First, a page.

The economy is humming along, but one stat really worries me.

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No one enjoys being wrong, but sometimes, I really don’t want to be right.

In July 2016, I wrote, Are car loans the next mortgage crisis? At the time, this potentially problematic fact was announced by Experian, one of the Big Three credit bureaus:

“The total balance of open automotive loans climbed 11.1 percent in the first quarter of 2016, surpassing the trillion dollar mark for the first time on record.”

Experian also noted that nearly a third of all new vehicle sales were leases, and “the average loan amount and monthly payment breaks records.”

Based on reports and others like them, plus the well-known and awful fact that student loans and credit card debt continue to climb, I wondered if auto loans would be the spark that causes another recession to flare up.

Now comes news that this nation is facing “a sharp increase in riskier longer-term auto loans.” The Consumer Financial Protection Bureau, better known as the CFPB, reported this month that 42 percent of all auto loans issued in the past year were for six years — or even longer.

Of course, what makes this bad news isn’t just the simple fact that longer loans mean you pay more for the same car (because you’re paying interest over a longer time). It’s also true that consumers take out longer loans because they either can’t afford the vehicle otherwise, or they want more car than comfortably fits in their budget.

“The move to longer-term auto loans is opening up more risk for consumers,” CFPB Director Richard Cordray says. “These loans are more expensive and can result in consumers continuing to owe even after they are no longer driving their car. Consumers should know before they owe and shop for the best deal based on costs incurred over the life of the loan.”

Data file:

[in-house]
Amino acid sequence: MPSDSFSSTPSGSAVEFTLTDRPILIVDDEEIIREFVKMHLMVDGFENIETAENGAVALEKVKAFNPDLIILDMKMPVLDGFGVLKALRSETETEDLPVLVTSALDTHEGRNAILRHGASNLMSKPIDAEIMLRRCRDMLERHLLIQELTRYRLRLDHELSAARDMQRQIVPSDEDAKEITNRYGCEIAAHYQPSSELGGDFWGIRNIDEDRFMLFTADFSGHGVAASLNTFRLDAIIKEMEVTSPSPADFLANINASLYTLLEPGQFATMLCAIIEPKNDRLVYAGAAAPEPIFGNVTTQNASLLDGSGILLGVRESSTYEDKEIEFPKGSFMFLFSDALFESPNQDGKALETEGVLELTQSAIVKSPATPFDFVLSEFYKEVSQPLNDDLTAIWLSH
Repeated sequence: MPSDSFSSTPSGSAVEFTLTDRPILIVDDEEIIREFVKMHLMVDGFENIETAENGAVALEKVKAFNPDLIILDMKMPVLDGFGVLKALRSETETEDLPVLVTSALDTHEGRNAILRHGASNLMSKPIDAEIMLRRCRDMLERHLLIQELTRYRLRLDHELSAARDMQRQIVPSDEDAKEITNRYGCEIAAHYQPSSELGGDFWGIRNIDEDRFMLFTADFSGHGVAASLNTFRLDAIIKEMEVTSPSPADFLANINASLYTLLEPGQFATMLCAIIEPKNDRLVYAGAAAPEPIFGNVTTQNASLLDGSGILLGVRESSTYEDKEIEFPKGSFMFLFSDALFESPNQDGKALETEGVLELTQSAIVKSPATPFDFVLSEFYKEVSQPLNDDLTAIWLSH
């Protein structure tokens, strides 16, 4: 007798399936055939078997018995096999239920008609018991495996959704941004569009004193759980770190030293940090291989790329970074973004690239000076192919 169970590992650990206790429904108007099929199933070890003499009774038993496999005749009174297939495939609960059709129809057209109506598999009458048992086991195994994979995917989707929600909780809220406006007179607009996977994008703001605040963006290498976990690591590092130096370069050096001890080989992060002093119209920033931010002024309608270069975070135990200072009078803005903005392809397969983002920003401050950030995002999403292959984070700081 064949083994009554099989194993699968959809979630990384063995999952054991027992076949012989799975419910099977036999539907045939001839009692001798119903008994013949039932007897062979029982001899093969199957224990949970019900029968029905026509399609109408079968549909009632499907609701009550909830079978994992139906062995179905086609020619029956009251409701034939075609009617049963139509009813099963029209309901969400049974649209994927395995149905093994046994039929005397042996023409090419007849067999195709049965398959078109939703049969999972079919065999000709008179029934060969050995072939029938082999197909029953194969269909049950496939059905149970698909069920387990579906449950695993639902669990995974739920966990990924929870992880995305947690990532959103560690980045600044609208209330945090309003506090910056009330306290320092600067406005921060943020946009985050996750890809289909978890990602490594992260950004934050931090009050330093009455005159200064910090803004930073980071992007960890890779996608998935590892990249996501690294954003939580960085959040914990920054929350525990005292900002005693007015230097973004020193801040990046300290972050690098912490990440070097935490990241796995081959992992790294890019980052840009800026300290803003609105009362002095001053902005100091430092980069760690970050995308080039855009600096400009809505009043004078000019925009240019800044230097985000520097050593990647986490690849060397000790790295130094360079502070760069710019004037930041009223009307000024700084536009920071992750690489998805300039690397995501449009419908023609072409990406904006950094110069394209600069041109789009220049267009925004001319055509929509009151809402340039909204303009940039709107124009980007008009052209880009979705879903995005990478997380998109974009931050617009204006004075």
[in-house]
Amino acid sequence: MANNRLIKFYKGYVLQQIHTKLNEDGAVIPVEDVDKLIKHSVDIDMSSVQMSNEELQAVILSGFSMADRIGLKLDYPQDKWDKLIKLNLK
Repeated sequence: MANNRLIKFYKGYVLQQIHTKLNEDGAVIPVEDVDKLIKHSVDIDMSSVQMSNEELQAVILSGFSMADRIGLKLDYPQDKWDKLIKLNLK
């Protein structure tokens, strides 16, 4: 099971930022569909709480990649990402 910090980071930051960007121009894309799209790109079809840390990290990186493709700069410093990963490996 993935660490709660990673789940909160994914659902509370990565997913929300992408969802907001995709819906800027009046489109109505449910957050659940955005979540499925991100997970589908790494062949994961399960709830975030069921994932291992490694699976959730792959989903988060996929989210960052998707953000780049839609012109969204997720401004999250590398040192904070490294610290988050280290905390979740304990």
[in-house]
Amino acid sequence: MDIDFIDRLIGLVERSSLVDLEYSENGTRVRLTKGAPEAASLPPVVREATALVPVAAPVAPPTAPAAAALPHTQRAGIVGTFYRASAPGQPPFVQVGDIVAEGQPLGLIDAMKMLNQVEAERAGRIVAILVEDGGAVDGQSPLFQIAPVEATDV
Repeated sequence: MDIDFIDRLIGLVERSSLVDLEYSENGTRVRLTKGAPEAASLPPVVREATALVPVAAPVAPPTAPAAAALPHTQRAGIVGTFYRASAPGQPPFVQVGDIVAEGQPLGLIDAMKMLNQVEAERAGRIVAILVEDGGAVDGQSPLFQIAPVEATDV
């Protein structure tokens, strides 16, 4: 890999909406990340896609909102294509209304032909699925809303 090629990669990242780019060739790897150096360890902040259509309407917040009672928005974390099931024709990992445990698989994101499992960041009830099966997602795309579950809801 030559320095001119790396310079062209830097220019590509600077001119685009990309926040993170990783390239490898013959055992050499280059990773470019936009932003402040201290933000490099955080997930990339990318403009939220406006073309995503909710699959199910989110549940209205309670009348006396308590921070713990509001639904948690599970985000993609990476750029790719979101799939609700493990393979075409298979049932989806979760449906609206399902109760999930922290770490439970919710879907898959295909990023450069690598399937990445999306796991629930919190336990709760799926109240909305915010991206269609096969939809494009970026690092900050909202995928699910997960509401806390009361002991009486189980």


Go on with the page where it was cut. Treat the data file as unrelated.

If you’re furrowing your brow and thinking, “No way auto loans are going to be the tipping point ot another recession,” here are the disturbing specifics from the CFPB…

1. “Longer-term auto loans cost more”

Most people understand this, but they don’t know just how much more. The CFPB gives this example:

“A borrower who uses a five-year loan to finance $20,000 at a 5 percent interest rate will, after three years, have paid $2,190.27 in interest and have a remaining balance of $8,602.98. If the same loan had been financed over six years at the same interest rate, he or she would have paid about $152 more interest over the same three-year period and have a remaining balance of $10,747, which is more than $2,000 higher.”

2. They’re “used by consumers with lower credit scores”

“The average credit score for borrowers who take out six-year loans is 674,” the CFPB says, “which is 39 points below the average for borrowers who take out five-year loans.”

These days, credit scores are more important than ever. Taking out such a long loan when you already have such a low score is a recipe for disaster.

3. “Longer-term auto loans finance larger amounts”

This is where temptation comes in. The CFPB says the average five-year loan amount is $20,100. For six years, it jumps to $25,300. Obviously, this isn’t the case of needing a longer loan to afford a bargain car. It’s the desire for more car.

“These increased amounts may be the result of consumers buying more expensive cars, making smaller down payments,” the CFPB says.

4. “Longer-term auto loans have higher rates of default”

This is the most damning statistic: “In recent years, loans six years or longer have had default rates that exceeded 8 percent, whereas shorter-term loans have had default rates closer to 4 percent.”

That’s exactly double. That’s trouble. What’s that spell? Recession.

Like I said, however, I hope I’m wrong.

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About the Author

Howard Dvorkin, CPA

Howard Dvorkin, CPA

I’m a certified public accountant who has authored two books on getting out of debt, Credit Hell and Power Up, and I am one of the personal finance experts for I have focused my professional endeavors in the consumer finance, technology, media and real estate industries creating not only, but also Financial Apps and Start Fresh Today, among others. My personal finance advice has been included in countless articles, and has appeared in the New York Times, the Washington Post, Forbes and Entrepreneur as well as virtually every national and local newspaper in the country. Everyone should have a reason for living that’s bigger than themselves, and besides my family, mine is this: Teaching Americans how to live happily within their means. To me, money is not the root of all evil. Poor money management is. Money cannot buy happiness, but going into debt always buys misery. That’s why I launched I’m glad you’re here.

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